Dan K is an avid Minecraft player, who has enjoyed Mining, Crafting, Exploring, and turning NPC Villages into sprawling cities since 2011.
Here's the Scoop!
What's better on a hot, sunny day than a delicious, refreshing ice cream? Whether you prefer a bowl or a cone, traditional or soft serve, chocolate or vanilla, most of us can agree that ice cream is a wonderful treat! Now that spring has sprung, and summer is just around the corner, people will soon be rushing out to their local ice cream stand for the sweet relief of a cone or a bowl. It just so happens that, in my Minecraft world, I had a small lot of land next to a cafe, a gym, and a grocery store that I thought would make for the perfect location for an ice cream shop. I had a design and palette in mind for a while, so I decided this was the perfect time of year to build it.
I am Dan K, and in this article, I am building an ice cream shop!
This small strip of land seemed to really stand out to me in its emptiness, especially as it left the back of the house just down the hill wide open to view. I considered adding a custom bush or fence to act as a privacy wall; however, I thought it might be more appropriate and fun to build another shop in this section of my town. As there is a gym, cafe, grocery store, and a park in this area, I felt as though an ice cream shop would fit in quite well and provide another layer of depth to the story of the town.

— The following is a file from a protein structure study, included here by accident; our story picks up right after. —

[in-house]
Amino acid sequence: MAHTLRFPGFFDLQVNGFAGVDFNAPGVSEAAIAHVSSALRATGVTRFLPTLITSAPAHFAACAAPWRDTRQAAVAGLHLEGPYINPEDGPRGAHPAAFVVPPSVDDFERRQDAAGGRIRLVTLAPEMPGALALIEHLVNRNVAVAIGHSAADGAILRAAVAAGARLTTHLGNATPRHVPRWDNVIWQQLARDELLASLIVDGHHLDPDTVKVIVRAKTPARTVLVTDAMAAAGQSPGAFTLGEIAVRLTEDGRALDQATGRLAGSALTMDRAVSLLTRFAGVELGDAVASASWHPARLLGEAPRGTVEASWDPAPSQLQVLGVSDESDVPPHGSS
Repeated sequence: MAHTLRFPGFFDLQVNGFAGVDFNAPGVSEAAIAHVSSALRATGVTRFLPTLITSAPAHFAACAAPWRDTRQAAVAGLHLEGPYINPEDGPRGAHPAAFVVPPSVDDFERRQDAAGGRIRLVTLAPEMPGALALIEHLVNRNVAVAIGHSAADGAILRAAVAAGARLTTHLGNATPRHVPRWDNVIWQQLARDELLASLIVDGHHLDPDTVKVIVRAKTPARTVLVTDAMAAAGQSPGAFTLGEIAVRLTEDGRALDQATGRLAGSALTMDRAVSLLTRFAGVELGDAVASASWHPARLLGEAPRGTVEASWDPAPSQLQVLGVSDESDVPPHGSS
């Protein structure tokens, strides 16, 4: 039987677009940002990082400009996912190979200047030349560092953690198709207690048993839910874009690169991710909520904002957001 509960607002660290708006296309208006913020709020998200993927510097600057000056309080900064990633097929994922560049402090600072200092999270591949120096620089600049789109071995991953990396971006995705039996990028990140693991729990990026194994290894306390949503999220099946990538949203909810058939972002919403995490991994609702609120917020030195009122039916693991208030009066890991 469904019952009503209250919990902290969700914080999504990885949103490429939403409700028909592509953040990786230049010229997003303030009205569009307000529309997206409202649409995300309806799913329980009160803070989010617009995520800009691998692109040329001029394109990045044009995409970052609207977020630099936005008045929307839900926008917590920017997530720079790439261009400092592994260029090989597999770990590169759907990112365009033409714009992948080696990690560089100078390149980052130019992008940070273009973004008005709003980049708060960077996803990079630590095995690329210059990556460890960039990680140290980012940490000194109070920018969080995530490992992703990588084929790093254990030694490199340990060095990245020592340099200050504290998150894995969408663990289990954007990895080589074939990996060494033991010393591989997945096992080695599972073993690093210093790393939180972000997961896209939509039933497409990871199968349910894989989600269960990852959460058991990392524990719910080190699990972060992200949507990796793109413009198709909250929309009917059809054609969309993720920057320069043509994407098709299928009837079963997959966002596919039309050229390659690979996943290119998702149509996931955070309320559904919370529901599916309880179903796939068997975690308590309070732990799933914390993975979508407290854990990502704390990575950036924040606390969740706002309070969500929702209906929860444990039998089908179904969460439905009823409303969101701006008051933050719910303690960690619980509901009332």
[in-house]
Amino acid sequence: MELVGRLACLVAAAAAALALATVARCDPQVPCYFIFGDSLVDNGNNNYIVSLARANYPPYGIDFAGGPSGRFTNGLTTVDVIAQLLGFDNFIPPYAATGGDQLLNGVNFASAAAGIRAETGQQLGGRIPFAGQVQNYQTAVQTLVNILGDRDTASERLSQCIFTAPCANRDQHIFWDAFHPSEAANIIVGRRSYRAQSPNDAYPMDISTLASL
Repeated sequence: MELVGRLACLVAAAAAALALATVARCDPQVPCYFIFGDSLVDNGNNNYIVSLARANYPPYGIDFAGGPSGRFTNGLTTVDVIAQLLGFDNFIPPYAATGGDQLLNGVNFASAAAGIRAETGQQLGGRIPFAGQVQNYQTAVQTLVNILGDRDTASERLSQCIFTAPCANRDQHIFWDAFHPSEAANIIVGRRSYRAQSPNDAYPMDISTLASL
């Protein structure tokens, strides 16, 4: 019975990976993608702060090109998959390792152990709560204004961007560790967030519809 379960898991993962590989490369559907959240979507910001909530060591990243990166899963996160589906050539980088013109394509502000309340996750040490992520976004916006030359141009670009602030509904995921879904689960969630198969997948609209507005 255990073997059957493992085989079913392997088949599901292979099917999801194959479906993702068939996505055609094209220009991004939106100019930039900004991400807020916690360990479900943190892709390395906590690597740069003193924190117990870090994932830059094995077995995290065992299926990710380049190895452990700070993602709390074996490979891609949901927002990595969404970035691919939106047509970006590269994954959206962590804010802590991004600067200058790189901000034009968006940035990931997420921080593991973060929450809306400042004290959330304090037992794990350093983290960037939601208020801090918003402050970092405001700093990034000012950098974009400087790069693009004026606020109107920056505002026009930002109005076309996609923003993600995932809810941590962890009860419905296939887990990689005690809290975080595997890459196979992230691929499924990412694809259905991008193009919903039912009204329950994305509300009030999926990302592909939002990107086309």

Once I had decided on an ice cream shop, I knew that I would have to expand the piece of land slightly for it to fit. In doing so, I wound up expanding the hill all the way to the walls of the house down below. I spent some time trying different solutions to the new problem that this expansion caused, only to come to the conclusion that the best solution would be to cut the hill off and add a retaining wall to hold up the land. This turned out to be the best solution, and is one that you may see in real life for the same reasons.